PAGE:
And now we get to the part of the book which disappointed me the most: None of the characters have anything else in their lives beyond was is happening with other characters that they’re attached to. Not even minor characters. For example: In Merry’s case, she’s a young nurse who has just left home for the first time. She leaves behind her (widowed) father and a brother with ADD. To me, that indicates she would have a fair amount of depth. Things she loves, things that would stress her out, and things that are important to her. Right?
Nope! These are all just more window dressing. She never has a bad day at work, never misses her (murdered) mother, never worries about how her brother’s doing. Every thought and every action revolves around Jason. She has no existence outside of him. Nor does he have one outside of her; though at least in his case, he has a relationship with his family and he does talk about his career occasionally.
There were so many conversations between the different characters that felt so hauntingly empty that it genuinely creeped me out. It was like walking through an abandoned mansion in the dead of night. I found myself desperately searching for something to connect to with, but I was denied every single time. The result was that I didn’t give a shit about any of the characters, and by the time they get their “happy ever after”, I found it about as moving as pulling gum off my shoe.
Oh, and did I mention the weird microaggressions mixed into this book? Yes, there are many. Most of them are racially motivated, (the black security guard named “Bubba” was particularly heave-worthy) but it was a borderline homophobic one which especially stuck in my craw. One of the few times we get to see the hospital Merry works at, she describes one of her co-workers as “gay, but you’d never know it to look at her.” What does that even mean? Are lesbians supposed to do their hair a certain way? Wear rainbow-colored shirts all the time? Have a secret tattoo behind their left ear? What!?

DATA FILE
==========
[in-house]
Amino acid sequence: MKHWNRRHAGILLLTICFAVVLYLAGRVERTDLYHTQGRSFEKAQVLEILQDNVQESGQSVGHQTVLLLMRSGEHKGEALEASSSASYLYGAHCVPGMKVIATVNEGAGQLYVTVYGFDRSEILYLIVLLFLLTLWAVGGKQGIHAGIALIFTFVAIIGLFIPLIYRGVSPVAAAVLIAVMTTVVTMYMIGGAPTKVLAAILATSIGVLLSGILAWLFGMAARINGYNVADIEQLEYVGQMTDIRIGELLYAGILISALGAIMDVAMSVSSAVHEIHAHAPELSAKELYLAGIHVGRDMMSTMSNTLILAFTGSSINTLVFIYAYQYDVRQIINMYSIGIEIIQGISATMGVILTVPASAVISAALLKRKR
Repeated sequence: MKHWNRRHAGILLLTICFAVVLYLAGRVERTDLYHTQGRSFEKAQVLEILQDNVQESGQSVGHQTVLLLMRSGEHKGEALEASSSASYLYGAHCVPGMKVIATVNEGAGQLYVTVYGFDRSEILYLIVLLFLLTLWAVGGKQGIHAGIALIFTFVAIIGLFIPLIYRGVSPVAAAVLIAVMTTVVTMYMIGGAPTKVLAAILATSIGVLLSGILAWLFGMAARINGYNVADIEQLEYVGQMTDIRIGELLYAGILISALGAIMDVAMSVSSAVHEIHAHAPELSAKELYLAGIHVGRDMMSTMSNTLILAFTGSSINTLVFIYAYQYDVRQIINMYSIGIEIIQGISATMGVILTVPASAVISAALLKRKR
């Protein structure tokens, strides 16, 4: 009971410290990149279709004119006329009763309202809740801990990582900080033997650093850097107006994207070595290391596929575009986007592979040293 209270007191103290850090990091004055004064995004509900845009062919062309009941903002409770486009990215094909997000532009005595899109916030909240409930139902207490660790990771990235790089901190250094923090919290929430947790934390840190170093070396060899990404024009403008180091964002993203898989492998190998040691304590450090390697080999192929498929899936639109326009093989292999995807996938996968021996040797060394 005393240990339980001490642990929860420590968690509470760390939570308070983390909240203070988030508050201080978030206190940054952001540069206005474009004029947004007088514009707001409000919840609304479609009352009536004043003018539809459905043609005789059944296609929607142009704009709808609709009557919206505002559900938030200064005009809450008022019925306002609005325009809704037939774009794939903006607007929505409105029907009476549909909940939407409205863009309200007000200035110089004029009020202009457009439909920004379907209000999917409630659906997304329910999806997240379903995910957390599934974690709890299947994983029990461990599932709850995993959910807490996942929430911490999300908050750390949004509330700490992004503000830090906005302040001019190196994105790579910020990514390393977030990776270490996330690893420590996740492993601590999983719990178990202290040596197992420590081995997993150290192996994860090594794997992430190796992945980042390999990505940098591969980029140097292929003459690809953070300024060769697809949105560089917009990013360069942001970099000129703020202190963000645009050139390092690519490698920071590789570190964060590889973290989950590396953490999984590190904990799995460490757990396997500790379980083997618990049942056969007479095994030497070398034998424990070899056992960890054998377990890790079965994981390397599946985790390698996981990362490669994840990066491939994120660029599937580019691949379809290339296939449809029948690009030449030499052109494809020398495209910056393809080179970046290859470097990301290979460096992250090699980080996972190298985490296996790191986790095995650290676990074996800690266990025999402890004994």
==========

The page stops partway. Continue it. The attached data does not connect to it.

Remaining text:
As the final cherry on top, there’s a literal subplot about Merry being “particularly cranky” because she’s PMSing. The male protagonist starts it with an offhand comment during an argument, and she picks up the torch and carries it through two more chapters. For the love of every god there ever was or will be, stop perpetuating that myth.
My face met my palm again when Merry picks up a Cosmo magazine as a guide for her first sexual encounter with Jason, and then proceeds to “write” out the entire article in her head in the form of an inner monologue as they’re having sex. She starts this monologue with the excited thought that the articles are factchecked with real men, so you get an accurate idea of what they really want! The entire scene honestly reads like an ad for Cosmo. It was bizarre. (Not to mention, using Cosmo as a sexual guide? Oh, honey, no.)
There are a ton of other small things which bothered me, but this review is already getting pretty lengthy, so I’ll let them be.
So yeah, that’s the confusing, empty trainwreck that was Strange Neighbors. I was really looking forward to a fun, snarky paranormal adventure but instead I got…well, I’m not sure. There were a lot of moments (and characters!) that SHOULD have been cool, but weren’t. Better luck next time, I guess.